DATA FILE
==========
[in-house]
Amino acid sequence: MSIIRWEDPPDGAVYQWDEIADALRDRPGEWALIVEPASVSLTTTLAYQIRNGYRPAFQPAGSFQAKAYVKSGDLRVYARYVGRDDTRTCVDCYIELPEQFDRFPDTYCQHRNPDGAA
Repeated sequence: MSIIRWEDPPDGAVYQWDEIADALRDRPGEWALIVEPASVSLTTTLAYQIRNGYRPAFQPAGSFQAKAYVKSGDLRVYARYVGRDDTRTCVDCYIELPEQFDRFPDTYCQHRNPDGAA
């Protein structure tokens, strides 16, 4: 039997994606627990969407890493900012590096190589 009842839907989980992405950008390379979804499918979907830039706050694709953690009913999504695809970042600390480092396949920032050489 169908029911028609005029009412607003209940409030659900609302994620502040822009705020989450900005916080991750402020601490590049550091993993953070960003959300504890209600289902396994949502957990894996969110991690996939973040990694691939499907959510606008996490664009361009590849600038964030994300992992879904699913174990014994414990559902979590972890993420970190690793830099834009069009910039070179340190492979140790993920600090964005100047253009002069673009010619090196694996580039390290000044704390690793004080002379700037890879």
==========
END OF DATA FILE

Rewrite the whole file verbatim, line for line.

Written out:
[in-house]
Amino acid sequence: MSIIRWEDPPDGAVYQWDEIADALRDRPGEWALIVEPASVSLTTTLAYQIRNGYRPAFQPAGSFQAKAYVKSGDLRVYARYVGRDDTRTCVDCYIELPEQFDRFPDTYCQHRNPDGAA
Repeated sequence: MSIIRWEDPPDGAVYQWDEIADALRDRPGEWALIVEPASVSLTTTLAYQIRNGYRPAFQPAGSFQAKAYVKSGDLRVYARYVGRDDTRTCVDCYIELPEQFDRFPDTYCQHRNPDGAA
């Protein structure tokens, strides 16, 4: 039997994606627990969407890493900012590096190589 009842839907989980992405950008390379979804499918979907830039706050694709953690009913999504695809970042600390480092396949920032050489 169908029911028609005029009412607003209940409030659900609302994620502040822009705020989450900005916080991750402020601490590049550091993993953070960003959300504890209600289902396994949502957990894996969110991690996939973040990694691939499907959510606008996490664009361009590849600038964030994300992992879904699913174990014994414990559902979590972890993420970190690793830099834009069009910039070179340190492979140790993920600090964005100047253009002069673009010619090196694996580039390290000044704390690793004080002379700037890879």